Joseph LERMAN and Rose Lerman, as joint tenants, Plaintiffs-Appellants, v. Jerry M. TENNEY, Tenney Corporation, Tenney Realty Corporation of New York, Tenney Securities Corporation, Defendants, Philip Levine, Richard Witrofsky, Alexander M. Feld, Hilda Janis and 40 Exchange Realty Company, Defendants-Appellees.

No. 736, Docket 34590.United States Court of Appeals, Second Circuit.Argued April 9, 1970.
Decided April 16, 1970.

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Ira Jay Sands, New York City (James Geller, New York City, of counsel), for plaintiffs-appellants.

Elson Halperin, New York City (Martin Elson, and Harold A. Halperin, New York City, of counsel), for defendants-appellees, Levine, Witrofsky, Feld and 40 Exchange Realty Co.

Before WATERMAN and ANDERSON, Circuit Judges, and WEINFELD,[*] District Judge.

[*] Of the Southern District of New York, sitting by designation.


Plaintiffs, limited partners in a real estate syndication which had over 400 other participants, commenced this action against various defendants, including the limited partnership and three general partners. The complaint contained three separate counts. The first alleged a class action on behalf of plaintiffs and other purchasers of limited partnership interests and charged violations of the Securities Act of 1933, section 17(a),[1] the Securities Exchange Act of 1934, section 10(b),[2] and SEC Rule 10b-5.[3] The second, also a class action brought on behalf of the same claimants, was based upon the allegations contained in count 1, but additionally alleged violations of the New York General Business Law, sections 352-c and 352-e (the state anti-fraud and real estate syndication provisions). The third count was a common law derivative action brought on behalf of the limited partnership, charging the defendants with various breaches of fiduciary duty.[4]

The partnership and the general partners moved, with respect to the derivative claim, for an order requiring plaintiffs to post security for expenses pursuant to the New York Partnership Law, section 115-b. Judge Edelstein, at the conclusion of the argument of the motion, directed that plaintiffs furnish $5,000 security. In their proposed settlement of an order, plaintiffs, although they had made no cross-motion under the Rules, sought inspection of the partnership records in order to obtain the names of other participants, hoping thereby to secure sufficient intervenors to obviate the

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posting of security.[5] Prior to the entry of any order, the defendants represented they had made available to plaintiffs a list of the limited partners, which plaintiffs now assert is not complete. Judge Edelstein signed defendants’ proposed order on December 10, 1969, which provided that unless the security were filed within ten days, judgment was to be entered dismissing the action as to the partnership and the three general partners. Plaintiffs having failed within the required time to post the security, judgment was entered dismissing the action.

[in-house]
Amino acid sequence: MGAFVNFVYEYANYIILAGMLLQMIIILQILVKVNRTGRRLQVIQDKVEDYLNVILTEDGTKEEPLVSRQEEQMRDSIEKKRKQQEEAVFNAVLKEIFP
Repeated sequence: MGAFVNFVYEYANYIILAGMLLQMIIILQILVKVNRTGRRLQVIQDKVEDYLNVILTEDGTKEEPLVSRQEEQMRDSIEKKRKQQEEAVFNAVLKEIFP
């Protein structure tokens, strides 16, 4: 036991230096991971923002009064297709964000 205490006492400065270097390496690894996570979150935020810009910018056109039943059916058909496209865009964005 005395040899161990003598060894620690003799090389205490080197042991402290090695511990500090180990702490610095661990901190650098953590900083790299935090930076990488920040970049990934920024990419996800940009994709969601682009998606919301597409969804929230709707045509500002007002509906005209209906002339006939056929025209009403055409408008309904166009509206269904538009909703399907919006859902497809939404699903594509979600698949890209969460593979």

The first and second counts were clearly nonderivative and hence were not subject to the security requirements of section 115-b and should not have been dismissed for failure to provide security.[6] Since these two claims are to be litigated in any event, it appears desirable to extend the time of the plaintiffs to post security or to obtain support of intervenors with respect to the derivative claim and to provide plaintiffs for that purpose with a complete list of the limited partners. Accordingly, the order appealed from is modified to require the defendants to make available, within ten days from the date hereof, if they have not already done so, a complete list of all limited partners from the date of inception of the partnership to its termination;[7] further, the plaintiffs’ time to post security for costs or to complete the joinder in the action of additional partners is extended for 60 days from the date of the furnishing of the list.[8]

The order entered below is modified as indicated herein.

[1] 15 U.S.C. § 77q(a) (1964).
[2] 15 U.S.C. § 78(j)(b) (1964).
[3] 17 C.F.R. § 240.10b-5 (1969).
[4] See N.Y.Partnership Law § 115-a (McKinney Supp. 1969); Riviera Congress Assoc. v. Yassky, 18 N.Y.2d 540, 277 N.Y.S.2d 386, 223 N.E.2d 876 (1966).
[5] N.Y.Partnership Law § 115-b (McKinney Supp. 1969) permits the partnership to require that security for expenses be furnished “unless the contributions of or allocable to plaintiff or plaintiffs to partnership property amount to five percent or more of the contributions of all limited partners, in their status as limited partners, or such contributions of or allocable to such plaintiff or plaintiffs have a fair value in excess of fifty thousand dollars * * *.”
[6] See Phelps v. Burnham, 327 F.2d 812 (2d Cir. 1964); Fielding v. Allen, 181 F.2d 163 (2d Cir.), cert. denied sub nom. Ogden Corp. v. Fielding, 340 U.S. 817, 71 S.Ct. 46, 95 L.Ed. 600 (1950); Leibert v. Clapp, 13 N.Y.2d 313, 317-18, 247 N.Y.S.2d 102, 106, 196 N.E.2d 540 (1963). Whether the trial court may, in its discretion, require the posting of security for the first two counts under either § 11(e) of the Securities Act, 15 U.S.C. § 77k(e) (1964), or S.D.N.Y. Civil R. 2 need not be decided here. The motion as presented to Judge Edelstein was solely under § 115-b.
[7] See Stern v. South Chester Tube Co., 390 U.S. 606, 88 S.Ct. 1332, 20 L.Ed.2d 177 (1968).
[8] See, e.g., Selman v. Colborn, 143 F. Supp. 112 (S.D.N Y 1956); Williams v. Bartell, 34 Misc.2d 552, 226 N.Y.S.2d 187
(Spec. T.), modified on other grounds, 16 A.D.2d 21, 225 N.Y.S.2d 351
(1962); cf. Fuller v. American Machine Foundry Co., 97 F. Supp. 742 (S.D.N.Y. 1951).